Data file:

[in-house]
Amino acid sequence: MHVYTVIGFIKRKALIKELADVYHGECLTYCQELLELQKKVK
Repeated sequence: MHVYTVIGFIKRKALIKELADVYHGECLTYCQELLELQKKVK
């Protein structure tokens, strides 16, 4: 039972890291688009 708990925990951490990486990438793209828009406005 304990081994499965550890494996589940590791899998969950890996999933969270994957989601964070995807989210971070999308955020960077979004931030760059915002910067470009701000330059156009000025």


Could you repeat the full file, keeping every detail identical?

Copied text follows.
[in-house]
Amino acid sequence: MHVYTVIGFIKRKALIKELADVYHGECLTYCQELLELQKKVK
Repeated sequence: MHVYTVIGFIKRKALIKELADVYHGECLTYCQELLELQKKVK
């Protein structure tokens, strides 16, 4: 039972890291688009 708990925990951490990486990438793209828009406005 304990081994499965550890494996589940590791899998969950890996999933969270994957989601964070995807989210971070999308955020960077979004931030760059915002910067470009701000330059156009000025």